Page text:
In the wake of recent murders of police officers in the state of New York, there is a legislative effort to allow the imposition of the death penalty in such cases.
Whatever one's thoughts are regarding capital punishment, my real problem with this kind of legislation is that it, in effect, says that the value of one's life is dependent to some degree on one's profession. By imposing a harsher penalty for the killing of a police officer than for the killing of others, it says that a construction worker's life, or a taxi driver's, or a bartender's (etc.) is worth less than the life of a police officer.
Assemblyman Tim Gordon, I-Bethlehem, is willing to co-sponsor Destito's bill.But why is it a "special circumstance"--or perhaps more accurately, why is the murder of someone else not a special circumstance? Are we to think of police as what David Codrea might call the "Only Ones" worthy of "blood for blood" justice?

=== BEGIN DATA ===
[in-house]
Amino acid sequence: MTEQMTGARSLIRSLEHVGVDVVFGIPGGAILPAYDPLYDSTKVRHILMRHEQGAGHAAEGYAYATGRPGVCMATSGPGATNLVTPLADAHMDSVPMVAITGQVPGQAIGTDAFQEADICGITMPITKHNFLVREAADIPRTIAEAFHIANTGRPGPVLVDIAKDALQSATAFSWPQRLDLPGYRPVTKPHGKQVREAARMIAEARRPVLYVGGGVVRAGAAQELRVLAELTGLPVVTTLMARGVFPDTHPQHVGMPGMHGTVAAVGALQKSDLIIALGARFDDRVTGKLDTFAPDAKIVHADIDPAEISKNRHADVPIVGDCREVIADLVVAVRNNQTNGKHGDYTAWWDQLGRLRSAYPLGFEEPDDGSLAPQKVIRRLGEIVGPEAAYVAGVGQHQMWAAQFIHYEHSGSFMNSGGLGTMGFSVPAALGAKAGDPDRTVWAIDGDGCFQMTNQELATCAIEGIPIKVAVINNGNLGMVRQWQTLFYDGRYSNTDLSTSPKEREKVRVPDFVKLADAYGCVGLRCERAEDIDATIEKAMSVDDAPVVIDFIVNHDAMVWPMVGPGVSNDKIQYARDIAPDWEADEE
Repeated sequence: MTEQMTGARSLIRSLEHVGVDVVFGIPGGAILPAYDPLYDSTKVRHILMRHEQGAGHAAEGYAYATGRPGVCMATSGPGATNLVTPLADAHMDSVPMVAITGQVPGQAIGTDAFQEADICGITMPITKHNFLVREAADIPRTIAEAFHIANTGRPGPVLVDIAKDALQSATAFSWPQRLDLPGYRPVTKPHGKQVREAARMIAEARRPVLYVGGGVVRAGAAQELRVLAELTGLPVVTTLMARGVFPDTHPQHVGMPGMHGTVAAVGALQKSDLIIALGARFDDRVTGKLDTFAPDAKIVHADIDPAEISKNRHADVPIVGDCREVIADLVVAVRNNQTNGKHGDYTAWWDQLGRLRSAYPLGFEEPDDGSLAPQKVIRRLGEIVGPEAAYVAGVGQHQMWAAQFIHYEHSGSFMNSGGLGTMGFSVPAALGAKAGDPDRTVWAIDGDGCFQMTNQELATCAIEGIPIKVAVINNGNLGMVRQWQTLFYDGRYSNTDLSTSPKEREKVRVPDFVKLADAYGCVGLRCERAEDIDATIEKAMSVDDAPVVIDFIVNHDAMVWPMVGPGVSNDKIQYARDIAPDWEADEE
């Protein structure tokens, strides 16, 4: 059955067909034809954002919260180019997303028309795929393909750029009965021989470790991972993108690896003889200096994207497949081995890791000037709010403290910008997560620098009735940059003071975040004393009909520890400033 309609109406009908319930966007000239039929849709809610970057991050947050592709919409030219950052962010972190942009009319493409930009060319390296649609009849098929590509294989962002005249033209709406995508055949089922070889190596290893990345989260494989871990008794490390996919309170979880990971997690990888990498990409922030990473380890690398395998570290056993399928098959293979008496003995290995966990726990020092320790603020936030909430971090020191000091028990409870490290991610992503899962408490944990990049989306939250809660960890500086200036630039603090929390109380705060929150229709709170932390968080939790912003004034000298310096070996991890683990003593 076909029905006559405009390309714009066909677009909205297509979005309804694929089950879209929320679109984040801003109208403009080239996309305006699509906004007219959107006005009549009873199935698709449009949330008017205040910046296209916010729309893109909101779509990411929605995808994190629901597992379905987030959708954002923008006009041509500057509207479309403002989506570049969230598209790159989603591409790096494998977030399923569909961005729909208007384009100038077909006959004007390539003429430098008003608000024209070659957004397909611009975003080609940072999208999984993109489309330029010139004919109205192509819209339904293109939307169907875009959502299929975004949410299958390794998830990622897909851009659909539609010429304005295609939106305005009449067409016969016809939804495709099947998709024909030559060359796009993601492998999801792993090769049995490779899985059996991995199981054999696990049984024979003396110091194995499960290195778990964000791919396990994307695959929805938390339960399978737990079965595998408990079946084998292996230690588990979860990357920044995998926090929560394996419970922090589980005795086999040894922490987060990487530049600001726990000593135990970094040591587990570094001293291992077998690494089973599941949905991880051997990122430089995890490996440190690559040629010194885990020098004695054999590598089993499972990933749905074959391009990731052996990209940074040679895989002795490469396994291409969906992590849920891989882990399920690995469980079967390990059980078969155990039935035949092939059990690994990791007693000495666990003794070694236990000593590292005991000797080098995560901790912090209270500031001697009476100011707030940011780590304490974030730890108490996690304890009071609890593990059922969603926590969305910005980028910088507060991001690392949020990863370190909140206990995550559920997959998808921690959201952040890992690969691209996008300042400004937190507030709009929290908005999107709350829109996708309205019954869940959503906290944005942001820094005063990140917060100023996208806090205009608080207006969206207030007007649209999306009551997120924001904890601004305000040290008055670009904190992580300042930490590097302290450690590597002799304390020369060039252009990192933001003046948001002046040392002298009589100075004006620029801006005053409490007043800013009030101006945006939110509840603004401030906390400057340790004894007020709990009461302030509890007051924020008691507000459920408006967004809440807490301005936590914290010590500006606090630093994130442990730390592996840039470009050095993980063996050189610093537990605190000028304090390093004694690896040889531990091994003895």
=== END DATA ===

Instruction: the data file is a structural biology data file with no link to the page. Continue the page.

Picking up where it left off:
"I don't support the death penalty, but it's a special circumstance when people are shooting at police officers," said Gordon, adding that his position has been influenced by the murder of Albany Police Lt. John Finn, who was shot and killed in 2003 by a parolee in Albany.
"He knew he was shooting at a cop," Gordon said. "When they're knowingly shooting at police officers, it's just too much."But it's not "too much" to shoot at people who don't work in law enforcement (or at people who do work in law enforcement, but the shooter is unaware of the fact)? Will a cop killer avoid death row if he can convince the jury that he thought his victim was a mere citizen, rather than a police officer?
I find such notions highly repugnant, and utterly contrary to the philosophical foundations on which this nation was built.